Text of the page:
Now let’s test that the system will work from the mirror.


We’re just going to nuke that drive.



Once we nuke the disk we will select the secondary drive option to test the boot up.


If we’d let it boot from the first drive, it would fail.



But if we choose Windows 2008 – Secondary Plex by scrolling down to it and choosing it as the bootable option, we can boot the box.



Select the secondary plex and the box will boot even though we’ve just blown off the main drive.



Remember we just nuked the hard drive and the system is still booting up.


When we log in we find that we are missing a drive.  (remember I removed it from the HyperV setup but the vhd is still on the computer undeleted)


As you can see it’s booted up but it knows it’s not a happy camper.



Okay so now let’s test putting that drive back online.


In our HyperV test, we’re going to go back into the settings and add that existing vhd back.  We click on New and then copy the location back in and click ok.


We turn it back on and let it boot back as it was.


We will have an unhappy camper in Disk Management, so make sure you go back and fix the mirror. 



You can’t reactivate the missing disk you have to import the foreign disk.



Choose the mirrored drive and set the mirror back up as it should be.


Now back to happy campers.


Now I’m sure you’ll ask but what if you need to blast off the original drive.  No prob, you just go into the boot.ini file and edit out the so that the system boots from the main drive, then you rebuild the mirror with a new disk.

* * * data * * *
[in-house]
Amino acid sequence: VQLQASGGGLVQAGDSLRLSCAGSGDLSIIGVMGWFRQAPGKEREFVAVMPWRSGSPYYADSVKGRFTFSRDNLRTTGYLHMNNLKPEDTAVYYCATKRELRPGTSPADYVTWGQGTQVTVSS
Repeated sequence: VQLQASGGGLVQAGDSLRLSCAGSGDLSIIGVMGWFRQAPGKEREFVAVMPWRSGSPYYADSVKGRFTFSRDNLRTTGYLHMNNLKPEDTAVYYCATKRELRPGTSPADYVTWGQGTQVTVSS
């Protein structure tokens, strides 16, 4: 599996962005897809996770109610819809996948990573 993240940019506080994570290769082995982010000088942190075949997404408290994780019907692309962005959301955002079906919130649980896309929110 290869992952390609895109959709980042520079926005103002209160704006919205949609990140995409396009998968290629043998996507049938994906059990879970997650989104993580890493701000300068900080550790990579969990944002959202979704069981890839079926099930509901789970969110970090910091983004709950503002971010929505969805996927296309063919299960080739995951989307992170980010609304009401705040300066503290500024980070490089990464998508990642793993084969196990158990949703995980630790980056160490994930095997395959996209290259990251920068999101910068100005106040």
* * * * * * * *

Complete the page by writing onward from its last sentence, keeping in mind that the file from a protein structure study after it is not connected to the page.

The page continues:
Alternatively you can use fixmbr – http://pcsupport.about.com/od/termsf/p/fixmbr.htm and that will set up a new boot record.


Bottom line, get a box, load up a hyperV, build a SBS and start blowing things up.


 

More tips for SQL 2008

The Official SBS Blog : Requirements for Installing SQL 2008 Standard Edition for Small Business:
http://blogs.technet.com/sbs/archive/2009/03/23/requirements-for-installing-sql-2008-standard-edition-for-small-business.aspx

To follow up on this post, some other issues you need to be aware of if you attempt to install SQL 2008 ON the same server as the SBS 2008. (Keeping in mind it would be best if you put the SQL on a second server or a virtualized server rather than on the SBS itself)


One thing you will have to do is remove the SQL 2005 management tools from the server and then install the SQL 2008 management express tools.  You can’t load the 2k8 Full server tools on the 2k8 box.


Cannot install SQL Server Management tool on Windows XP or Windows Vista platform using the SQL 2008 DVD included in SBS 2008 premium edition:
http://support.microsoft.com/kb/958978


Microsoft SQL Server 2008 – Installation Made Easy
http://www.packtpub.com/article/microsoft-sql-server-2008-installation-made-easy


Windows Small Business Server 2008 Technical FAQ
http://technet.microsoft.com/en-us/sbs/cc817589.aspx

“Can I install SQL Server 2008 from Windows Small Business Server 2008
Premium Edition on the first server?

Yes, this is a supported scenario. However the SQL Server 2008 management
tools will not install on the same server; you must install them on another

server.”